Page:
We three writers were also pounding away on features. January second was scheduled to be the start of pre-production for "Kitten and Mink," a parody of Seventies crime dramas. "Starsky and Hutch" was the primary influence for our structure, but we also stole from "Mannix," "Barnaby Jones," "Rockford Files," "Cannon," and various Blaxploitation films. We'd already scored two coups: the location of a red and white 1975 Ford Gran Torino.(like Starsky and Hutch drove), and Antonio "Huggy Bear" Fargas saying he'd love to do a cameo as his most famous character. We already had the joke laid out: "Buggy Hair" would lay out a long stream of jive talk at another black guy (a dweeb named Herbert), whose reaction was, "... What?"
"So, are ya homeys wid' dese two honky chicks? Where yo' crib?"
Mink (in Herbert's ear): "He asked where you're from, and are you a friend of ours."
"Oh, gosh! I'm from Kenosha, Wisconsin, I'm out here attending BIOLA. These two ladies are helping me find my uncle."
Buggy Hair: (frowning) "Say what?"
Kitten: "He from da Rust Belt, he's schoolin' to be a preacher man, We keepin' our eyes jimmey fo' some fambly of his. Yeah, we homeys."
Running jokes would include a few car chases (all of which would end with the same stock footage of a car exploding while driving over a cliff, a la Mannix), the use of a mood ring as a lie detector, a hijacked shipment of Billy Beer, and during sex scenes, the dearth of pubic hair on female performers. The men they were with (all sporting huge bushy mustaches) would stop and stare in shock, asking, "Did you.... shave? Did you have chemotherapy?" (In Seventies porn, vast puffy afros of bush was preferable, women using mousse and a hair dryer to create the look of more volume.) The song "Afternoon Delight" would come on the radio, and someone would comment, "Man, the Starland Vocal Band is gonna be around forever, they're geniuses...." The Gran Torino would have special outlets in the dashboard, for the two female leads to plug their curling irons in. And Pop Rocks would be consumed compulsively.
In the spring, we'd be getting in gear for our most expensive feature yet, the sequel to "Succubus." Tentatively named "Lila's Exodus," just the logistics would be a nightmare. "Succubus" had been filmed entirely in the desert of Imperial County. we essentially monopolized two motels for a month. We'd be back out in Imperial County.... Along with Inyo, Yuba, and Sutter counties. "Succubus" had under four weeks of live production time, while the sequel was probably going to be over seven weeks. Communities in Sutter and Yuba counties were guarded about their enthusiasm for our presence. Small Steve and I had scouted our locations, parlayed with private land owners, and made tentative arrangements with the counties for things like traffic control and security.
The residents (except the ones who were making money off us) were nonplussed. They'd heard about what chaos Hollywood could create when filming on location. Traffic would be a mess, and so would the countryside, after we left. In nearly any interaction, locals would be treated like trespassers. They'd pull shit like shut down a main road for six hours to get ninety seconds worth of film.... and that would end up being cut out! The damn county, they just want the damn fees they'll get for letting those fools film up here. Trying to kiss Hollywood's ass, and hang around with Becky Page.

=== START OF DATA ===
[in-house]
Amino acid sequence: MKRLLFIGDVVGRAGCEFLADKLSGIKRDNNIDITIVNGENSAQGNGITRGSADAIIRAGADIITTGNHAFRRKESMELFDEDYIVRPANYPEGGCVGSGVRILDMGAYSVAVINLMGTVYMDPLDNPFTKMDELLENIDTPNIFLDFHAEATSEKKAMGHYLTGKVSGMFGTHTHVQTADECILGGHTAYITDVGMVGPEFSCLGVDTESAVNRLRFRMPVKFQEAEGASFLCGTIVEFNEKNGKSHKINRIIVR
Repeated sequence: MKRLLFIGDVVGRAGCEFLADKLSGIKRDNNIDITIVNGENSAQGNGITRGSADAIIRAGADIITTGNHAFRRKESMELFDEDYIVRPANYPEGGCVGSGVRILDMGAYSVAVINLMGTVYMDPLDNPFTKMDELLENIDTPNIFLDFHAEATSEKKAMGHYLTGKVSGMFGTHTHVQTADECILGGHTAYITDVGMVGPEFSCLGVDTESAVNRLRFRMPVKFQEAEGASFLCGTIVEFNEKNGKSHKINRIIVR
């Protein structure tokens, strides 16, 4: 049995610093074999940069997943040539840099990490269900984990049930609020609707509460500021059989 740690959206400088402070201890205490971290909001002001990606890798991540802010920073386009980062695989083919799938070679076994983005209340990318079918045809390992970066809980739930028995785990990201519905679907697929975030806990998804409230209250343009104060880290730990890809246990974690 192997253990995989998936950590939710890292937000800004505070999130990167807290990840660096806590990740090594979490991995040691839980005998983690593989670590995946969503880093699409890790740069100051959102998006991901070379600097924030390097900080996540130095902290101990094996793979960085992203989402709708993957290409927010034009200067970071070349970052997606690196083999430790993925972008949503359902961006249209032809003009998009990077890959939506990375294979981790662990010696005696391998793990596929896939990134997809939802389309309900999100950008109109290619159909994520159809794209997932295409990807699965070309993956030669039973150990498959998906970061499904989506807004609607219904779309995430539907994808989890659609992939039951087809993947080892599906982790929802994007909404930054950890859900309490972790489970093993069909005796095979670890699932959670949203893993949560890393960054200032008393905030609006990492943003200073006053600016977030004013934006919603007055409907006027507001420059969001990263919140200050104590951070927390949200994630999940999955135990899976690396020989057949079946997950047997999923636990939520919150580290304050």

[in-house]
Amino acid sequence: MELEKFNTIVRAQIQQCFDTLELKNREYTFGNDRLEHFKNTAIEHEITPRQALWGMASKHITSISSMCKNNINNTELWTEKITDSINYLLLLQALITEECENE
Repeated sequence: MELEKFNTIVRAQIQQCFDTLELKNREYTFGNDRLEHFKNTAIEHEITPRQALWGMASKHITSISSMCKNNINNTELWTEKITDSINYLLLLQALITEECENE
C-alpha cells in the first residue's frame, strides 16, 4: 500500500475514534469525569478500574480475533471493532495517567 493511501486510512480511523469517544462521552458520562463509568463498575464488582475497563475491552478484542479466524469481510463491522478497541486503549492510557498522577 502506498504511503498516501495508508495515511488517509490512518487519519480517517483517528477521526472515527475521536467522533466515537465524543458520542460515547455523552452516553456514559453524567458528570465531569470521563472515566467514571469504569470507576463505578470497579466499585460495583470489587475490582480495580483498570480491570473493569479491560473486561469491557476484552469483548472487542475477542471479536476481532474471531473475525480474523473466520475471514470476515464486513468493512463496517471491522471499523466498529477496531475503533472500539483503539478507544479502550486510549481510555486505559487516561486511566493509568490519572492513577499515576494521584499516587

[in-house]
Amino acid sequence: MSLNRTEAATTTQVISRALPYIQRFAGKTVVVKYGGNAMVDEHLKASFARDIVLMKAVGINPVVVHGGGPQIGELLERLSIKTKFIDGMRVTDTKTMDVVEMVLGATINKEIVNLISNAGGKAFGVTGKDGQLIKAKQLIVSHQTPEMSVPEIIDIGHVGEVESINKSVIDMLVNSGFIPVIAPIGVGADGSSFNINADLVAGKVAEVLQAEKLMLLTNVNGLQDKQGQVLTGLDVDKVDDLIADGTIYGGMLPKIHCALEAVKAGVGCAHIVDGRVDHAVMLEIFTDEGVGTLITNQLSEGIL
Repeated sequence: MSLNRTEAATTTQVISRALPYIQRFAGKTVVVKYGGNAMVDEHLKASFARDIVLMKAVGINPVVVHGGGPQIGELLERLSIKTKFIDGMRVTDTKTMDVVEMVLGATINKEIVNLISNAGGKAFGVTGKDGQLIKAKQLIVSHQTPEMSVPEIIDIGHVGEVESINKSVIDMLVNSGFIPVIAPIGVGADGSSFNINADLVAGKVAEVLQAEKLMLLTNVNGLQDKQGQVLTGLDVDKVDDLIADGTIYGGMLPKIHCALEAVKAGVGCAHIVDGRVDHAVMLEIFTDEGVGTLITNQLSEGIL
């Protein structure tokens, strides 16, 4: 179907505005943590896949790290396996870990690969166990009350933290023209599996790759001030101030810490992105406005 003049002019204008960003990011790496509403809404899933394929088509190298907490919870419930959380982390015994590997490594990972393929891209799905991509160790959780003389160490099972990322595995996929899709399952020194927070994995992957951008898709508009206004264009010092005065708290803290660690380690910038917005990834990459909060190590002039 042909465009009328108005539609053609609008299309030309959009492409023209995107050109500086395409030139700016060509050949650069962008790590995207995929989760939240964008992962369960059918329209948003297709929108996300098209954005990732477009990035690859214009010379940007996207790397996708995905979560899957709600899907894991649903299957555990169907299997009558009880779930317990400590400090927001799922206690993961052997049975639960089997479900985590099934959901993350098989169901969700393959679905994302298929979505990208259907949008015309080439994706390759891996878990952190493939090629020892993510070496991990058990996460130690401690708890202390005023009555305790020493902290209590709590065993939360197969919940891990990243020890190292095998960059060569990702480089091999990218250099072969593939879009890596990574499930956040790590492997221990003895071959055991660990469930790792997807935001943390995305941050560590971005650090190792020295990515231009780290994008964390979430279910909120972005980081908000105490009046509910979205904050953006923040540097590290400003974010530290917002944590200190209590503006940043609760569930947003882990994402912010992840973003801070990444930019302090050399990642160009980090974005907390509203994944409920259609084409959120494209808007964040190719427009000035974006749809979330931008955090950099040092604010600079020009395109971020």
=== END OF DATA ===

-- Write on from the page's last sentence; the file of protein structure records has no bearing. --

Yeah. They're making the sequel to that big Becky Page movie "Succubus." I guess just about everyone who works for her studio is gonna be in this one, like before.
"So, uh, Skye Tyler will be in this? And that girl Feather? And, uh, Susan Black? All of 'em?"
Ought to be.
"Huh." A pause. "Maybe I'll stop by the county administration building this week when I'm in town, find out the shoot schedule. Never seen a movie being made. Who knows, maybe they'll need an extra or something, somebody to walk across screen...."
You damn fool. All right, which one of 'em is it you're all hot and bothered about?
"I have no idea what you're talking about."
Uh huh. Which one?
".... Ella Belle."
One community seemed annoyed enough to actually write letters to Inana. They said the same things: I'm a resident of Oregon House, CA, I understand your studio will be filming in the area come springtime, and no sir, I don't like it. We got sixty letters from Oregon House expressing their displeasure. They'd tried to get the country to rescind our use permits, and the county (damn fools) wouldn't budge. The denizens of Oregon House wanted to express their concerns directly to us, apparently for the catharsis of it.
Only three actually objected to a pornographic movie --- parts of it, anyway --- being filmed locally. Some concerns seemed really out of left field: how and why would we be affecting water quality in local streams? How would we disturb animal migration paths? Mostly though, the concerns were litter, noise, disruption of traffic, and environmental damage. Everyone suggested we find somewhere else --- anywhere else --- to work. Nebulous threats were bandied about in regards to making life difficult for us.
I considered that. It would be very easy for anyone with a car to totally sabotage our shooting all damn day, if they wanted. Park as close as possible and lay on the horn every twenty seconds, destroying our audio recording. One prick in a light plane could also trash the job. I discussed my concerns with Small Steve, Bekka, and Angel, then made a suggestion: Inana Productions calls a community meeting, and the four of us go to allay fears all evening. And make it clear that We Are Not Hollywood. We could humanize Inana, answer any questions, and assure people we weren't going to trash the area and split.
I got 7.5 minute BLM topographic maps of the areas we'd be working in, had them color-copied and blown up, and did some marking on them. Small Steve and Bekka researched what migratory animals would be on the move when we were there, and any possible environmental concerns, like endangered local species and flora. (The spotted owl was listed as a local resident, and also some sort of rare mouse. Our instructions: "Don't chop down any trees, and don't dig any holes. Otherwise, you'll be fine.")